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Volume 18 Issue 7 - April 2013

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  • April
  • Toronto
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  • Theatre
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  • Singers

Tremblay in New Music

Tremblay in New Music Concerts’ tribute to Tremblay on April 27.Bessette has cultivated an international career performing contemporaryworks from leading composers throughout Europe, Asia andthe Americas, while releasing 20 recordings. She will perform two ofTremblay’s piano works from the 1950s among others.Taking a leap beyond the solo pianist in concert, Soundstreamswill be bringing together nine Canadian virtuoso pianists in “PianoEcstasy,” its April 26 concert. These artists will perform in a widerange of styles: from Cage’s The Beatles to minimalist Steve Reich’s SixPianos, as well as a newly commissioned work — Two Pieces for ThreePianos by Glenn Buhr. Cage and Reich come together again in TorQPercussion Quartet’s concert “New Manoeuvers” for percussion anddance on May 3. Reich’s Mallet Quartet and Cage’s Third Constructionwill be complemented by new works from composers James Rolfe andDaniel Morphy.April marks the end of the university school year and there is onenoteworthy event: composer Cecilia Livingston presents her doctoralcomposition recital at the University of Toronto on April 14. Giventhe focus that composers such as Southam and Cage place on awarenessas integral to the listening process, it is interesting that this youngcomposer has titled her topic of compositional research “A Still Point:Music for Voices.”And finally, the Canadian Opera Company will join with Queen ofPuddings Music Theatre in presenting a new vocal work by Chris PaulHarman on April 30. Earlier this year, Queen of Puddings announcedthe closure of their company as of August 31, 2013. Their inventiveway of staging chamber opera and music theatre works incorporatedelements from physical theatre as well as placing the instrumentalistson stage. In reflecting back on their legacy, founding co-artisticdirectors Dáirine Ní Mheadhra and John Hess had this to say: “WithQueen of Puddings, we’ve achieved what we set out to do, which wasto commission and produce original Canadian opera to a high artisticstandard, and to develop an international profile for this work.”Certainly one of their highlights was the launching of soprano MeashaBrueggergosman in the 1999 production of Beatrice Chancy. For theirswan song, Queen of Puddings will stage La selva de los relojes (TheForest of Clocks), Harman’s vocal work based on texts by FedericoGarcía Lorca. Lorca was a Spanish poet, dramatist and theatre directorwho died during the Spanish Civil War in 1936. It will be fascinatingto see how Queen of Puddings stages what will most likely be anintensely dramatic work.Additional concerts featuringcontemporary piano music!!April 13: Works by Hétu, Sherkin, Steven and Vivier. CanadianMusic Centre.!!April 23: “The Unruly Music of the Present.” Gallery 345.!!April 27: Works by Gougeon, Morlock, Jaeger and Schafer.Canadian Music Centre.!!May 3: Works by Mozetich, Kenins, Weinzweig, Behrens andBaker, performed by Mary Kenedi. Canadian Music Centre.!!May 4: “Signposts.” Poetry and improvised music. Music byGilliam and Ringas. Gallery 345.Wendalyn Bartley is a Toronto-based composer and electro-vocalsound artist. She can be contacted at by Beat | Early MusicCollaborationsand EncountersIt seems that the arrival of spring (however tenuous it may be asI write) is an invitation for wonderful things to happen — collaborationsand encounters, the influence of one element upon another,tranform what wasSIMONE DESiletSSine Nomine Ensemble.into something new.Here, in the domainof early music, are afew examples:The mission ofNota Bene Baroqueis to bring musicof the baroqueand early classicalperiods to theKitchener-Waterlooregion. But thischamber group ofstrings and keyboard,whosemembers performon period instrumentsin periodstyle, enjoys presentingconcerts “with a plus” as they say. This time it’s the addition ofstorytellers and a professional shadow puppet troupe — I think somethingmagical might transpire! “Once Upon A Time” is presented onApril 14 at Kitchener’s Registry Theatre, with guests including localstorytellers and Shadow Puppet Theatre.For Sine Nomine Ensemble, the collaboration with Peter Drobac,music director at Toronto’s Orthodox parish of Saint Silouanthe Athonite, is a great opportunity to expose little-heard musicfrom some of those “zones of encounter” of the Middle Ages — the“Christian West,” Byzantine civilization, the varied cultures of theIslamic world. Andrea Budgey describes the colourful variety of whatwill be presented: Eastern Orthodox chant from late-medieval manuscripts;Turkish late-medieval instrumental music; French-influencedpolyphony from 14th-century Cyprus; 14th-century Italian instrumentalmusic with probable Eastern influence. “Orientis partibus:A musical meeting of East and West” is presented at Saint Thomas’sChurch on April 26.The influence of Italian style was strong at the court of King LouisXIV of France. For French music this meant a general infusion ofItalian exuberance, as well as the fostering of purely instrumentalforms (sonata, symphony, concerto). You can hear some results18 | April 1 – May 7, 2013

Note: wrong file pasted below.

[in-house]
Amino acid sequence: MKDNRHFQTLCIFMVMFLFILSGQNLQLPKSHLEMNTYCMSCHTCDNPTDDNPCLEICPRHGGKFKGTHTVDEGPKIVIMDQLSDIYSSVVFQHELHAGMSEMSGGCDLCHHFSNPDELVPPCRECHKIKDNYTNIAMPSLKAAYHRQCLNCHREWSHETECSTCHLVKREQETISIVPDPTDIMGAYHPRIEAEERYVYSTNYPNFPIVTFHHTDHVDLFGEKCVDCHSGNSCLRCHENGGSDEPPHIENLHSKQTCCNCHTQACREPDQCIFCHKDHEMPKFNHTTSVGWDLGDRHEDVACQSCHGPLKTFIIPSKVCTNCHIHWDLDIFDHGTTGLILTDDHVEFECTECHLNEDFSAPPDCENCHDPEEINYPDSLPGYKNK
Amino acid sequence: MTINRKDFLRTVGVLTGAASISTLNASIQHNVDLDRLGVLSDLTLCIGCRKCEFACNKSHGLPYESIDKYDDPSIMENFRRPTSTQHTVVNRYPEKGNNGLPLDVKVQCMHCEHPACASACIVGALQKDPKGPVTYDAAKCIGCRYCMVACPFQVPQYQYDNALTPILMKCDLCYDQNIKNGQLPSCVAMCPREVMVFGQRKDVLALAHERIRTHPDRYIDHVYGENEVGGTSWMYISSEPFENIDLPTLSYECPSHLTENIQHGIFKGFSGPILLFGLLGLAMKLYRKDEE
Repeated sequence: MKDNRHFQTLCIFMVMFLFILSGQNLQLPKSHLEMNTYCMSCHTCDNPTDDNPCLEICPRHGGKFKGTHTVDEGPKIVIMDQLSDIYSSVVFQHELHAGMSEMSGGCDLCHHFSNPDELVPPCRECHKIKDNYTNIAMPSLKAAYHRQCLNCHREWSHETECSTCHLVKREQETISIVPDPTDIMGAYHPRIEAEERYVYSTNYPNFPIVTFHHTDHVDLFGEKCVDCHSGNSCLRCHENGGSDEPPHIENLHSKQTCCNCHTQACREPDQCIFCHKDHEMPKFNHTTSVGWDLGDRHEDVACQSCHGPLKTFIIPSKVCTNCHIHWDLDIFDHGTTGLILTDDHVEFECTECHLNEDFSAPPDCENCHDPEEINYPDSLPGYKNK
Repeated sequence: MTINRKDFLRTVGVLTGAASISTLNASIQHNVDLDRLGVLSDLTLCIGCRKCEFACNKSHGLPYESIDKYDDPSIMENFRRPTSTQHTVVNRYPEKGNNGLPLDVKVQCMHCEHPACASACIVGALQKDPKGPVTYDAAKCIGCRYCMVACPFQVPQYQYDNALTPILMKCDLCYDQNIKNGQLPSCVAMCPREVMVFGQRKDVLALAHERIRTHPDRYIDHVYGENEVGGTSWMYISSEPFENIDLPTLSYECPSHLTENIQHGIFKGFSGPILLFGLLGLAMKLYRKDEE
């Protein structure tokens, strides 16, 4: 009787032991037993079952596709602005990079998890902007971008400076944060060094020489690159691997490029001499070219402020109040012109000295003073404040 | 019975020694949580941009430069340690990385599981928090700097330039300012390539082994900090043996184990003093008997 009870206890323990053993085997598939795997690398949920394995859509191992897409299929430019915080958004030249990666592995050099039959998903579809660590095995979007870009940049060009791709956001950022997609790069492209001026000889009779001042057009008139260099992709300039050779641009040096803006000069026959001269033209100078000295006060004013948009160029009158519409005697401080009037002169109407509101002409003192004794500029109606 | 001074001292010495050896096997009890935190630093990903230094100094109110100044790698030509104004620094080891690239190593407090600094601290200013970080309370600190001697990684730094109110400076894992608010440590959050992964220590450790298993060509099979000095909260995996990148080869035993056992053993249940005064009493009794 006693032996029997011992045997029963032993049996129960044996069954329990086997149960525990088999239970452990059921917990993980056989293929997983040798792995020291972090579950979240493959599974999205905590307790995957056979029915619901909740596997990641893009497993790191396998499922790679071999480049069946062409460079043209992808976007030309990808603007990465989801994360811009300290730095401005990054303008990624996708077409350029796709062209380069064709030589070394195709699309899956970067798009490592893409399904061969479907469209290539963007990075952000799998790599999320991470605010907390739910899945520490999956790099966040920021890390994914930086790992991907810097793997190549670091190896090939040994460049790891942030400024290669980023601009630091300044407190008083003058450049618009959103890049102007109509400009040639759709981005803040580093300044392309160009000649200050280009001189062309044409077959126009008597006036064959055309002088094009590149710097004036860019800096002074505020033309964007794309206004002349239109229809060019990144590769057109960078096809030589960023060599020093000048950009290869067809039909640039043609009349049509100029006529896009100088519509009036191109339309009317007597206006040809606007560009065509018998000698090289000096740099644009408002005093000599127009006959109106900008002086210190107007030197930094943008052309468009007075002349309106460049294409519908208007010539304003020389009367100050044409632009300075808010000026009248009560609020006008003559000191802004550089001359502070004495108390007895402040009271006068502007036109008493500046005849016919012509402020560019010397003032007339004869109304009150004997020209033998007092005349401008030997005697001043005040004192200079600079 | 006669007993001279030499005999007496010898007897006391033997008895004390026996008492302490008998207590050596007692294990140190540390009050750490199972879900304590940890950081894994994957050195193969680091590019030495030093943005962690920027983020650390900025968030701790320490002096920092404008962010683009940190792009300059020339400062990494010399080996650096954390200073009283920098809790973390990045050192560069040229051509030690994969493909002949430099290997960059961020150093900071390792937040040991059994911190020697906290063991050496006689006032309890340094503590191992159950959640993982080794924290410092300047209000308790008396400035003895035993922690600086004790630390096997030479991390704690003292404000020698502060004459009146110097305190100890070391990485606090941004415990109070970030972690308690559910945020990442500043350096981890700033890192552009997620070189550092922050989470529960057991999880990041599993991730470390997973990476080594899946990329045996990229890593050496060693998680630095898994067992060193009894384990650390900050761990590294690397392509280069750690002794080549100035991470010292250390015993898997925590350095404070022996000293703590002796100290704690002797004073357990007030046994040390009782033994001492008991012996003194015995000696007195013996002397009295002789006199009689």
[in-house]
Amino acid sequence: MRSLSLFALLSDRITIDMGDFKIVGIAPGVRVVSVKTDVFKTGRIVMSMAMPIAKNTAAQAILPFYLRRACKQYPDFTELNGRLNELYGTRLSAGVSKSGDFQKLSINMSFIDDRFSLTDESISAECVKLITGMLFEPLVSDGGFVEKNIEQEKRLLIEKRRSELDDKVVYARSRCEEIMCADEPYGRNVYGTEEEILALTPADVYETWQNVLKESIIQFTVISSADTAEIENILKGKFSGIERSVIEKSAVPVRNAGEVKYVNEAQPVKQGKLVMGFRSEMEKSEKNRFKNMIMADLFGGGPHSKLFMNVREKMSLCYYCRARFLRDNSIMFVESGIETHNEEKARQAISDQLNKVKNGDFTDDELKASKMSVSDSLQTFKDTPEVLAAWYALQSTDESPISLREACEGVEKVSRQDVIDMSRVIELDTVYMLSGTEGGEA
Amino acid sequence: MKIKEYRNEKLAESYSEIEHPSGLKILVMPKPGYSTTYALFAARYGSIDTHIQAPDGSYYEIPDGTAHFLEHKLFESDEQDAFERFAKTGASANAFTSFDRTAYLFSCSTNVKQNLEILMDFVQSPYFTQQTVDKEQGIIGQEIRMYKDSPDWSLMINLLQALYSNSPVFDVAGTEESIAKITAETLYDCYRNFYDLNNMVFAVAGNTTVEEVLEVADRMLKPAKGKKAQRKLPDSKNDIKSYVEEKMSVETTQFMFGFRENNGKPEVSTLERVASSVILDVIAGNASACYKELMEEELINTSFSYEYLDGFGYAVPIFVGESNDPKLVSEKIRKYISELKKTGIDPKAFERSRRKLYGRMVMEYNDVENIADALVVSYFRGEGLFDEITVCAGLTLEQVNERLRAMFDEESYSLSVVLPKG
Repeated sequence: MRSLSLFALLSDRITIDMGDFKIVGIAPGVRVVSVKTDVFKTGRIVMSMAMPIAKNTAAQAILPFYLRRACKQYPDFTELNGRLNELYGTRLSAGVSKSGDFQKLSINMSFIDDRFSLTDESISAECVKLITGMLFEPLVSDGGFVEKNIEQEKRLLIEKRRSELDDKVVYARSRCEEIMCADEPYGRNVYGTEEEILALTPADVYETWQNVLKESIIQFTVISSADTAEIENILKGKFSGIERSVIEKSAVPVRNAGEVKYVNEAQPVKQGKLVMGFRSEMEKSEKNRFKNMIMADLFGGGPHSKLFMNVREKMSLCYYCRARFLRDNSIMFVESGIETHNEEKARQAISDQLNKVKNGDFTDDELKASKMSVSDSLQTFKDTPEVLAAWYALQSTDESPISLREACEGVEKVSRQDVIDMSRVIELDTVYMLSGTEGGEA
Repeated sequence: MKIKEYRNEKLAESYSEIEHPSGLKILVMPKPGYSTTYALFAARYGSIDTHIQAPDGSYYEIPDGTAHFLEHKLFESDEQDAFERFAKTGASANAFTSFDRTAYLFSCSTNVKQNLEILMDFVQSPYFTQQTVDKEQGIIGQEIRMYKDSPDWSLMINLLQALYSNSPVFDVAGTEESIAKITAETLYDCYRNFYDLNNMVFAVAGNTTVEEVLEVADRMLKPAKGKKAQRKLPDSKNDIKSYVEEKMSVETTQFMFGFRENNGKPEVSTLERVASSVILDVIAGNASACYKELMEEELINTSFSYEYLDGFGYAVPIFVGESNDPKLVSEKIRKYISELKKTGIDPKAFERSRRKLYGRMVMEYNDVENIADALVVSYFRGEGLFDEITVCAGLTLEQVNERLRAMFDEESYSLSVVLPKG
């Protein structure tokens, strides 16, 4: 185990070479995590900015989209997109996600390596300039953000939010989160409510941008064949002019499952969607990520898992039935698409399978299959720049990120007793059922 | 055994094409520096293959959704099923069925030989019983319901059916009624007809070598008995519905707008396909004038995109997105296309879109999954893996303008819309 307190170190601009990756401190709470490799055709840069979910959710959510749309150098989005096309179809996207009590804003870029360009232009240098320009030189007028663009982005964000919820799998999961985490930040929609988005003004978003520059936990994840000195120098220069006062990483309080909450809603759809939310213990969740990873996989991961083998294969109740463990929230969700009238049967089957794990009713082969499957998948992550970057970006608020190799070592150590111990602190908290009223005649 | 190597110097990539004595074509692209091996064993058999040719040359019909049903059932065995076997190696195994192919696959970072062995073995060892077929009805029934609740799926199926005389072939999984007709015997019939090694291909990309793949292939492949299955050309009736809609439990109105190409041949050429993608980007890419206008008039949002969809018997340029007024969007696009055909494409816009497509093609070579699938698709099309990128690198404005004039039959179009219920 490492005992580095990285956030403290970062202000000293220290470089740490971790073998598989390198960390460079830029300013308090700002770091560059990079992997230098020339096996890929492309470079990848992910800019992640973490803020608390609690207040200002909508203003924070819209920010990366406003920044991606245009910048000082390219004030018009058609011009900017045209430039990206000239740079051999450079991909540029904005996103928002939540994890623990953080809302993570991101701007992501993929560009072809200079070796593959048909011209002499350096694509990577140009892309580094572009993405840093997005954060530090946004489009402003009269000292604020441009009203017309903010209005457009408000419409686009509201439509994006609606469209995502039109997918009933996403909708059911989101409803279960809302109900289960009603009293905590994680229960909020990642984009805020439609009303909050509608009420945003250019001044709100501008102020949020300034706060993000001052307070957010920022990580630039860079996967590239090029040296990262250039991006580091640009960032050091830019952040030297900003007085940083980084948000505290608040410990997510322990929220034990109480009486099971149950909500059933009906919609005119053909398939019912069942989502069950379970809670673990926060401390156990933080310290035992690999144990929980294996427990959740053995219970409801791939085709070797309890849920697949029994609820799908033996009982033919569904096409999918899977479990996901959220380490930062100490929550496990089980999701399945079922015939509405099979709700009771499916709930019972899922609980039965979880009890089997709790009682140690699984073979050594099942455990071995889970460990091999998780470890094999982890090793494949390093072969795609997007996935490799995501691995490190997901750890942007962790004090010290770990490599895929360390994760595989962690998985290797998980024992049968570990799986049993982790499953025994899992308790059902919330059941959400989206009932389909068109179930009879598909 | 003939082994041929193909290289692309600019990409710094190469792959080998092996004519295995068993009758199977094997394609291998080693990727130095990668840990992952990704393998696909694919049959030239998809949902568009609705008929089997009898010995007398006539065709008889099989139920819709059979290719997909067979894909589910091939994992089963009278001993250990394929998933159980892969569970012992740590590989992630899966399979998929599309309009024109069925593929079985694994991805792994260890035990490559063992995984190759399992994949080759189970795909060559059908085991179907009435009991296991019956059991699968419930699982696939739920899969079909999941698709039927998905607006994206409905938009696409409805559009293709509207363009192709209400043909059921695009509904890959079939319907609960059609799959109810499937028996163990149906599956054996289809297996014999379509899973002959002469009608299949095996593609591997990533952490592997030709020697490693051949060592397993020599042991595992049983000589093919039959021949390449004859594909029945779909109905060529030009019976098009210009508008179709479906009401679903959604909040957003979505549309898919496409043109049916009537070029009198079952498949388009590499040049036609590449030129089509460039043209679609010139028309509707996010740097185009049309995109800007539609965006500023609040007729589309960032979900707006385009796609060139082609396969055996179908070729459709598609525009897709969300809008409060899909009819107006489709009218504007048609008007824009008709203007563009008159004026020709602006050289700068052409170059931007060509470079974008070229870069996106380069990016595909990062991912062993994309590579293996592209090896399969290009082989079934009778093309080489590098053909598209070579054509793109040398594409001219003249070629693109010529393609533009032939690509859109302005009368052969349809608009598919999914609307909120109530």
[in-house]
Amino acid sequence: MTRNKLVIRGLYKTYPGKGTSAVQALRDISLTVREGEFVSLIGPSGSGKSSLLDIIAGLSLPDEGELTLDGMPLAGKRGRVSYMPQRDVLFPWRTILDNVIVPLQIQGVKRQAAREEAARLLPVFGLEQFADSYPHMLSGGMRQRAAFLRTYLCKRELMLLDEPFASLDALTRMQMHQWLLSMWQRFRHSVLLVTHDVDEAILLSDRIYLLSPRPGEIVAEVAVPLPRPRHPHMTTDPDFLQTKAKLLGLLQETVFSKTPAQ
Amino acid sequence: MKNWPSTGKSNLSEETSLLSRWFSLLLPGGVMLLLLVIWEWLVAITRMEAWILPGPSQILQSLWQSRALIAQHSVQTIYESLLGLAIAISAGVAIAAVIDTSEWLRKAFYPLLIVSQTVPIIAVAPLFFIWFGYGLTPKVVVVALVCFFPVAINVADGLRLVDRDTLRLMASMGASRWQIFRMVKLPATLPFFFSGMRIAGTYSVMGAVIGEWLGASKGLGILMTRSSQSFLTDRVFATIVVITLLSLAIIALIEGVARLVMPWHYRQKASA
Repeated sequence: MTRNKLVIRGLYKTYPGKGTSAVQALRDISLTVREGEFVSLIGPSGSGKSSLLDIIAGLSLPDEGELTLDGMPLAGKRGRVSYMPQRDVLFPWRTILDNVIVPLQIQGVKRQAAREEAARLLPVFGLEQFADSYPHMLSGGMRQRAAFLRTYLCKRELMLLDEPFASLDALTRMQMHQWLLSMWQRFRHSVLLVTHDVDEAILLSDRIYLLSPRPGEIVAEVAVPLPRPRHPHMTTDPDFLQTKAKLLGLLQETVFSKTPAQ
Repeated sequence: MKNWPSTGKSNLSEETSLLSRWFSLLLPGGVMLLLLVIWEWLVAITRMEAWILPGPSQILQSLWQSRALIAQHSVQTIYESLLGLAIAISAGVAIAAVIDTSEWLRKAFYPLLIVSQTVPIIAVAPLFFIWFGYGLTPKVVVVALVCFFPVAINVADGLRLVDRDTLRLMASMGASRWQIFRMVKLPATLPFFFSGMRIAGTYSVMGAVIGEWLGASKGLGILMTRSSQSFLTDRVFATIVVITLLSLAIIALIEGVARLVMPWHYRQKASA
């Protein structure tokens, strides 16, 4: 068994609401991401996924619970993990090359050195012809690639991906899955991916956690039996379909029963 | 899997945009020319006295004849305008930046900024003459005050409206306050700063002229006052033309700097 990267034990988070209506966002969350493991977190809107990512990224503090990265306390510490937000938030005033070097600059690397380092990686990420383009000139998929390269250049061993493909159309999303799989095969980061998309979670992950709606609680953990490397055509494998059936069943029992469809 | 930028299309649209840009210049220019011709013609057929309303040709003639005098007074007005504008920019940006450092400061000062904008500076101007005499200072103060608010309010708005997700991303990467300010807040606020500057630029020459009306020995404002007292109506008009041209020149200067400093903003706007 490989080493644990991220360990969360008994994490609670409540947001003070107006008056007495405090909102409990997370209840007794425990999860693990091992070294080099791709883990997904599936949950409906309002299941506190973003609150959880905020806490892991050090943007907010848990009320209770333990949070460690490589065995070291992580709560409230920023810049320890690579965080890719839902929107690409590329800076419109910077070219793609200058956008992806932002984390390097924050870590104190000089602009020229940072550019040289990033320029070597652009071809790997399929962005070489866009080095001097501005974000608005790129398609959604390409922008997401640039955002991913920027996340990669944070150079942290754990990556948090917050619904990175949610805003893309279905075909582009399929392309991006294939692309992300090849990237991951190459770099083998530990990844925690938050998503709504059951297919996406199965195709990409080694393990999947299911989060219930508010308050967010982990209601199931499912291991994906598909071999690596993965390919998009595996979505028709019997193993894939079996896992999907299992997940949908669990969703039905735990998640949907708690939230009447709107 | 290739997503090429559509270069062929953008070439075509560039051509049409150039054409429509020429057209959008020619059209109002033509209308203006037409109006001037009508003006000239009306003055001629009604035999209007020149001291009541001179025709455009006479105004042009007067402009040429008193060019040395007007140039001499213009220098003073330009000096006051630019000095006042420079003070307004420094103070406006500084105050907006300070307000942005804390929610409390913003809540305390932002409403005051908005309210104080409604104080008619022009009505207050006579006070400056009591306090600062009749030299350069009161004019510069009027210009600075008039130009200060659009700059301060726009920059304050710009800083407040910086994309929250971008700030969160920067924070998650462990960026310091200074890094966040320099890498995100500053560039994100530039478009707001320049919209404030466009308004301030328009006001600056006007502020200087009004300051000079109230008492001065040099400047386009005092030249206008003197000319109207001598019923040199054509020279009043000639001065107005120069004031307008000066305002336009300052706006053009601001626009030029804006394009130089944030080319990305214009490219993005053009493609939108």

of this melding of styles, the delicacy of the French mixed with thevivacity of the Italian, in the Musicians In Ordinary’s season finale“French Cantatas Mixed with Symphonies.” Cantatas by Clerambaultand Jacquet de la Guerre as well as instrumental music by Marais andothers are performed by soprano voice, theorbo, violin, harpsichordand viola da gamba, on April 27 at Toronto’s Heliconian Hall.The collaboration between composerStephanie Martin and theWindermere String Quartet onPeriod Instruments bore the fruitof a new quartet, which Martincomposed for the group in its2011/12 season. Titled From aDistant Island, this work closeswith a fugue and that particularfeature prompted the WSQ toquestion: Why do composerslike concluding with a fugue?Windermere String Quartet.“Does its contrapuntal natureappeal to a sense of instrumentaljustice, giving eachAradia Ensemble.instrument anequal voice? Or isit an opportunityto display compositionalvirtuosityby fusing intellectualand expressiveapproaches?” Allquestions to ponderas you listento their program“The Art of the Fugal Finale,” which presents three works, by Haydn,Beethoven and Martin, each of whose final movement is a fugue. Theconcert takes place on April 28 at St. Olave’s Church.Baroque encounters Baroque Idol at Aradia Ensemble’s next show, atakeoff on the popular American Idol concept — except this time, theaudience votes for their favourite new work for baroque ensembleand its composer receives not only the “Baroque Idol” award but alsothe commission of a new work specially for Aradia. And there’s a furthercatalyst in the mix: the submitting composers can bring alongtheir own bands too — you’ll get Aradia musicians sharing the stagewith “progressive pop/rock” band the Quiet Revolution, the experimentalmusical storytelling of Ronley Teper and her Lipliners, theeasy tuneful beat of Roman Tomé. Who knows what will come of this?“Baroque Idol 2!” happens on May 3 at the Music Gallery.Others!!April 11: Virtuoso musicians are showcased in “Music for ThreeViolins,” a presentation of the Oratory of St. Philip Neri. ViolinistsChristopher Verrette, Julia Wedman and Patricia Ahern, gambist FelixDeak and organist Philip Fournier perform music by Purcell, Marini,Schmelzer, Fontana and Gabrieli.!!April 12: Based in Montreal, the Quatuor Franz-Joseph has performedthe complete Haydn string quartets on period instrumentsalongside string quartet repertoire from both early and modern eras.In Waterloo, for the Kitchener-Waterloo Chamber Music Society, theyare heard in quartets by Haydn and Jadin.!!April 20, 21: “May no rash intruder disturb their soft hours” — thisis one of the most beloved choruses from Handel’s oratorio Solomon.The complete work is presented by two different choirs this month,on the same weekend: April 20 and 21 in Oakville by Masterworksof Oakville Chorus and Orchestra; and April 21 in Toronto by PaxChristi Chorale.!!April 27: Each year the Tallis Choir delights in bringing to the surfacean historic event, reimagining through music and research howit might have been experienced in actuality. On the 200th anniversaryof the British-American conflict at York, the choir presents “Upper40 ANNIVERSARYSEASON 2012-13thTrinity-St. Paul’s Centre, 427 Bloor St. Westpresentsª WOMAN’S LIFEMay 24 & 25 at 8 pmMay 26 at 3:30 pmA Woman’s Life explores the lives and talents ofwomen composers and singers from the MiddleAges, Renaissance and early Baroque, featuringmusic by Hildegard of Bingen, Barbara Strozziand Francesca Caccini. Alison Mackay, formermember of the Toronto Consort and creator ofTafelmusik’s The Galileo Project and House ofDreams, creates another stunning evening ofmusic, words and projected imagery. With Torontoactors Maggie Huculak and Karen Woolridge.Generously supported by Al and Jane ForestFor Tickets call 416-964-6337 or order April 1 – May 7, 2013 | 19